Pilot, 26, is identified as second Briton killed in Dubai plane crash as family pay tribute to ‘a beautiful soul who touched many hearts’
- William Blackburn, from the Isle of Man, died in plane crash at Dubai airport
- The 26-year-old’s family said he was ‘a beautiful soul who touched many hearts’
- Comes after ex-RAF wing commander David Phillips was also named as a victim
- Two men died alongside another Briton and a South African in crash last week
A 26-year-old British pilot has been named among those killed in a plane crash at Dubai airport.
William Blackburn, from the Isle of Man, was killed alongside three other Britons and a South African when the Diamond Aircraft DA62 plane they were riding in came down on Thursday last week.
Mr Blackburn’s family described him on Tuesday as a ‘beautiful soul’ who told them a few days ago: ‘If I die in flight then at least I’ll die doing what I love.’
William Blackburn, 26, from the Isle of Man, has been identified as one of three Britons killed when their DA62 plane crashed in Dubai (Mr Blackburn pictured with a DA62 plane)
Mr Blackburn (centre, with his family) was described as ‘a beautiful soul who touched many hearts’, and who said that dying in a plane would mean ‘dying doing what I love’
The crash has been put down to a technical fault on board the plane, but the exact cause is still being investigated
In a statement given to local station Manx Radio, the family said: ‘We were blessed with the most beautiful soul and he touched so many hearts.
‘We have all our amazing memories now to cherish, and so much support to get us through. The Island’s community is just amazing. We have been lucky to have him in our lives.’
Mr Blackburn was named a day after another British victim was identified as David Phillips, an ex-RAF wing commander from Newcastle.
He served as an air traffic control examiner in the Air Force and had more than 3,000 hours of flying experience before he died.
Tributes to Mr Phillips – who was affectionately known as ‘Spot’ – were paid online, including by the 83 St Georges Squadron Air Training Corps.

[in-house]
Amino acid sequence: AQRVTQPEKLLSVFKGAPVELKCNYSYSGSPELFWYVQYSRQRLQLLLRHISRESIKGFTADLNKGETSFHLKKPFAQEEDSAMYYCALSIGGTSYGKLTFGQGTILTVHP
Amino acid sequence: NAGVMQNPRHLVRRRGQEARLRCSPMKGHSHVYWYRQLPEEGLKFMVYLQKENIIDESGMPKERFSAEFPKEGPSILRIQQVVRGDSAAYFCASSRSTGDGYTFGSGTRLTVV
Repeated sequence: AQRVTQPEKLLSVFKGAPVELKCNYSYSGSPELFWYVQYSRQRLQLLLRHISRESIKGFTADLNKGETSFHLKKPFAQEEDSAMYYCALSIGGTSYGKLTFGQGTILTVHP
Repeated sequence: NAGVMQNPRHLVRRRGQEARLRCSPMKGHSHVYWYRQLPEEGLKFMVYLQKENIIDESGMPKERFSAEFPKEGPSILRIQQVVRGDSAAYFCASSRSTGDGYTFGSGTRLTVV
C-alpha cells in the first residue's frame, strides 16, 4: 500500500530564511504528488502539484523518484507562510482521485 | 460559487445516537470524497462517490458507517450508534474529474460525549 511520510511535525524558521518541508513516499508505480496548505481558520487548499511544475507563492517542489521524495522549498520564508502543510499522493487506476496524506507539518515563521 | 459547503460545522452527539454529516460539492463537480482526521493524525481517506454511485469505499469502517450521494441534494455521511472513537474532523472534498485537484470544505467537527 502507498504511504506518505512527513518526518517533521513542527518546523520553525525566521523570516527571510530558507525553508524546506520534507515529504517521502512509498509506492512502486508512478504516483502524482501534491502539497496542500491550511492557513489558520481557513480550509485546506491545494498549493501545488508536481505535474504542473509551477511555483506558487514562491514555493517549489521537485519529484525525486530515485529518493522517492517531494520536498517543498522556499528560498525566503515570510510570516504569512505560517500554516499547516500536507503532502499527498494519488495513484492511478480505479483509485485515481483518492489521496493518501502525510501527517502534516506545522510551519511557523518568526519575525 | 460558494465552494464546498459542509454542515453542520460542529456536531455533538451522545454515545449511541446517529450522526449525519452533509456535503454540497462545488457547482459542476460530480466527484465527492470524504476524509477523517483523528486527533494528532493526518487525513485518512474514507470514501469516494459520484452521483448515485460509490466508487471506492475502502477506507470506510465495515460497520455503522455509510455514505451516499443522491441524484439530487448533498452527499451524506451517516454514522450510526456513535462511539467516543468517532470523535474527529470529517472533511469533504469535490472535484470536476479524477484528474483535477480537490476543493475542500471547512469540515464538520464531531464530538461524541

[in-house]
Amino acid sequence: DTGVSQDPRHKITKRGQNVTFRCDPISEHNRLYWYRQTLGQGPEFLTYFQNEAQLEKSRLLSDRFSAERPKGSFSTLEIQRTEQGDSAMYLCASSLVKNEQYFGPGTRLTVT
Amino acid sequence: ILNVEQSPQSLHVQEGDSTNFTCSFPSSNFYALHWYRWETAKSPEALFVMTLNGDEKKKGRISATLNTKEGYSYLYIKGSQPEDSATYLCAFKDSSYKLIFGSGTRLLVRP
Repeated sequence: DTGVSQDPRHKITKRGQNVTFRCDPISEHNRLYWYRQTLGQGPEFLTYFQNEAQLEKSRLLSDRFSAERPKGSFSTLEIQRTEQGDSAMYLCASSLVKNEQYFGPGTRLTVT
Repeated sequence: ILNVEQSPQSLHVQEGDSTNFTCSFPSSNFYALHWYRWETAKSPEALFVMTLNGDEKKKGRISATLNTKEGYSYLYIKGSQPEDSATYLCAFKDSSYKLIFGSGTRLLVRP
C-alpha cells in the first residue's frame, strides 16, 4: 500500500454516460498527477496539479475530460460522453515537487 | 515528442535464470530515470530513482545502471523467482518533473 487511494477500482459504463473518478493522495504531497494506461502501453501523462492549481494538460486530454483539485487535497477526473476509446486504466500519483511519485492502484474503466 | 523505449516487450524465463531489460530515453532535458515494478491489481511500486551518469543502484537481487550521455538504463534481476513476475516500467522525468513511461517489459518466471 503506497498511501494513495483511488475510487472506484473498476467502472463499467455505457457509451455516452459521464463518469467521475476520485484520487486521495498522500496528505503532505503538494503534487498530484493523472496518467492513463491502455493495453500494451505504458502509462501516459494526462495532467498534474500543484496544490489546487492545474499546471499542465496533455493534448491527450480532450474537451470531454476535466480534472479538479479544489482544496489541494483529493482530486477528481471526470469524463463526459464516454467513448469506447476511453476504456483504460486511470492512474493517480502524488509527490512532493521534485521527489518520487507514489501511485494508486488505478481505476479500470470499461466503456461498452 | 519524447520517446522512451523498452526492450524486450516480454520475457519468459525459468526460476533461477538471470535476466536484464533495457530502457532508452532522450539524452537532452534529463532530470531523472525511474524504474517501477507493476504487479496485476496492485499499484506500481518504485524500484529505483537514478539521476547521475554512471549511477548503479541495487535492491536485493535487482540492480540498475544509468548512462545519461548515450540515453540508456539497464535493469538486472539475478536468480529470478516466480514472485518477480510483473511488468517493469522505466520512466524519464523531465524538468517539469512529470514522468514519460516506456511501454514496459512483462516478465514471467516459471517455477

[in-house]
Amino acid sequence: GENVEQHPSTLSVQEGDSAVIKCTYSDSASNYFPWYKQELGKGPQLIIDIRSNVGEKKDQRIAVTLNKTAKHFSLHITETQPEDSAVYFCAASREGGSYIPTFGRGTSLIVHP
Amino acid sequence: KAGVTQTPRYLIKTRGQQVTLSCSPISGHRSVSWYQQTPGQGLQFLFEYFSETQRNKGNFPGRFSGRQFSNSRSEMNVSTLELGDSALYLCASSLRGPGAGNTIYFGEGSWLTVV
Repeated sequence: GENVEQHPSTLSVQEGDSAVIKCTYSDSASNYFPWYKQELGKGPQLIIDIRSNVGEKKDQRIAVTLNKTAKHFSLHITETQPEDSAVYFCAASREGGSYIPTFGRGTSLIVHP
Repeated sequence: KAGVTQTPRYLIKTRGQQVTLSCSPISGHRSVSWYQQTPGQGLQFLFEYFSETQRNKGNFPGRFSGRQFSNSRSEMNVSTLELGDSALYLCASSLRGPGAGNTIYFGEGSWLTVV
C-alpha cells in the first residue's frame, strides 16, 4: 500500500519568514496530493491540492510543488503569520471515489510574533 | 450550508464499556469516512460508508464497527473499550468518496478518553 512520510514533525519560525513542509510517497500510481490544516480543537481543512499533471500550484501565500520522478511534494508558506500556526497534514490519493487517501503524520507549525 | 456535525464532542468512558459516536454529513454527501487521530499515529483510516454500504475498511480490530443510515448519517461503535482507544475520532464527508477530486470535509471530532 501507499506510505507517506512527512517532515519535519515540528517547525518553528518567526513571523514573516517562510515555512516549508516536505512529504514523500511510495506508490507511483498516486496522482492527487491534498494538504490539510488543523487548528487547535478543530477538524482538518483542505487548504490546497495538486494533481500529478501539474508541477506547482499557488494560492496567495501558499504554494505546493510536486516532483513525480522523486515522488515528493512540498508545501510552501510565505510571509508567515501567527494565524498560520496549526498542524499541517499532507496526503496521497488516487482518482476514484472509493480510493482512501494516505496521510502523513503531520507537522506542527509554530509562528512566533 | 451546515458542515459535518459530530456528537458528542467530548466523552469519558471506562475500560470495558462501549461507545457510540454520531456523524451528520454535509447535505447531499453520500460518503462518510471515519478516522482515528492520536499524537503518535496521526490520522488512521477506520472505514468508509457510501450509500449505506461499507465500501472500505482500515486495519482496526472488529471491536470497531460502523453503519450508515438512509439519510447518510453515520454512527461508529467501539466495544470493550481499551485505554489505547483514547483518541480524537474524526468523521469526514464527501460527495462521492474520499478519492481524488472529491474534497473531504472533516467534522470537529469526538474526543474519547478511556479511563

A spokesman for the corps wrote: ‘It’s with heavy heart that we have to inform you of the death of our Commanding Officer Flt Lt David Phillips.
David Phillips, a former RAF wing commander, has been identified as one of the three Britons killed in the UAE last week when their plane crashed near Dubai airport
Mr Phillips was an air traffic control examiner, served as a Commanding Officer in the Air Training Corps and had more than 3,000 hours of flying experience
The 83 St George’s Squadron ATC paid tribute to Mr Phillips – who was affectionately known as Spot – following his death
‘Our heartfelt condolences are with his family at this tragic time.’
A third Briton and the South African who were killed have not been named.
The crew, who were employed by Flight Calibration Services, based in Kent, were working to improve the runway at Dubai’s airport when tragedy struck.
Initial indications suggest the crash was the result of a technical malfunction, though an investigation is sill underway.
The two-year-old aircraft had been operating out of the Middle East since October.
Dubai’s international airport is one of the world’s busiest aviation hubs.
The crashed aircraft, a Diamond DA62, pictured, was owned by Flight Calibration Services. The company won a competition to calibrate the navigation aids at Dubai Aiport in November
The aircraft was calibrating navigation equipment at Dubai international airport, pictured
A Foreign Office spokeswoman said: ‘We are working closely with the Emirati authorities following reports of a small aircraft crash in Dubai.’
US engineering and aerospace company Honeywell said it had hired Flight Calibration Services and the DA42 plane for work in Dubai.
In a statement, Honeywell said: ‘We are deeply saddened by today’s plane crash in Dubai, and our heartfelt condolences are with the victims’ families.’